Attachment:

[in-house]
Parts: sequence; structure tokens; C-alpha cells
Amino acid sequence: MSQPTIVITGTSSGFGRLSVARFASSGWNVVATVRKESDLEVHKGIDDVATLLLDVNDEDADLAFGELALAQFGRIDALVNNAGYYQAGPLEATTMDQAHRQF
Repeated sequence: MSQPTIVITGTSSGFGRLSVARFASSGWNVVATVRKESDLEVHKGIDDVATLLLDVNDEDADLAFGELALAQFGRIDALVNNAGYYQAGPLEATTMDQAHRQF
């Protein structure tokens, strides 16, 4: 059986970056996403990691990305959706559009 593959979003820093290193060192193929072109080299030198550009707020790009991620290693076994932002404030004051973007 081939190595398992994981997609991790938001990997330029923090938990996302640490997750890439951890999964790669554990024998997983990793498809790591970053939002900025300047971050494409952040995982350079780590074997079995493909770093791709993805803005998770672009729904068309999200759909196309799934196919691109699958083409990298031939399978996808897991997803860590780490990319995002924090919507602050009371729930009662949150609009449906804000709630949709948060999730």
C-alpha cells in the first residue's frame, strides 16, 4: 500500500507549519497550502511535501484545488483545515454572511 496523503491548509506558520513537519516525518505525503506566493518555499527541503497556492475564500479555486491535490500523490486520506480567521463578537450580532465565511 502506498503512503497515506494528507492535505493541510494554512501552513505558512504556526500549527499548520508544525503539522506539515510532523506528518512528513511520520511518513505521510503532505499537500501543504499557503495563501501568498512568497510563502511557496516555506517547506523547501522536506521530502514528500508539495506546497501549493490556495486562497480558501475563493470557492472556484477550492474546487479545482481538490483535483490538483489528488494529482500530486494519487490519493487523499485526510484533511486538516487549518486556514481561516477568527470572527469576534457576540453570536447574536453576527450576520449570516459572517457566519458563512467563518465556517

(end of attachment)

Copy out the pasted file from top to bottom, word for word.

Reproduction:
[in-house]
Parts: sequence; structure tokens; C-alpha cells
Amino acid sequence: MSQPTIVITGTSSGFGRLSVARFASSGWNVVATVRKESDLEVHKGIDDVATLLLDVNDEDADLAFGELALAQFGRIDALVNNAGYYQAGPLEATTMDQAHRQF
Repeated sequence: MSQPTIVITGTSSGFGRLSVARFASSGWNVVATVRKESDLEVHKGIDDVATLLLDVNDEDADLAFGELALAQFGRIDALVNNAGYYQAGPLEATTMDQAHRQF
């Protein structure tokens, strides 16, 4: 059986970056996403990691990305959706559009 593959979003820093290193060192193929072109080299030198550009707020790009991620290693076994932002404030004051973007 081939190595398992994981997609991790938001990997330029923090938990996302640490997750890439951890999964790669554990024998997983990793498809790591970053939002900025300047971050494409952040995982350079780590074997079995493909770093791709993805803005998770672009729904068309999200759909196309799934196919691109699958083409990298031939399978996808897991997803860590780490990319995002924090919507602050009371729930009662949150609009449906804000709630949709948060999730």
C-alpha cells in the first residue's frame, strides 16, 4: 500500500507549519497550502511535501484545488483545515454572511 496523503491548509506558520513537519516525518505525503506566493518555499527541503497556492475564500479555486491535490500523490486520506480567521463578537450580532465565511 502506498503512503497515506494528507492535505493541510494554512501552513505558512504556526500549527499548520508544525503539522506539515510532523506528518512528513511520520511518513505521510503532505499537500501543504499557503495563501501568498512568497510563502511557496516555506517547506523547501522536506521530502514528500508539495506546497501549493490556495486562497480558501475563493470557492472556484477550492474546487479545482481538490483535483490538483489528488494529482500530486494519487490519493487523499485526510484533511486538516487549518486556514481561516477568527470572527469576534457576540453570536447574536453576527450576520449570516459572517457566519458563512467563518465556517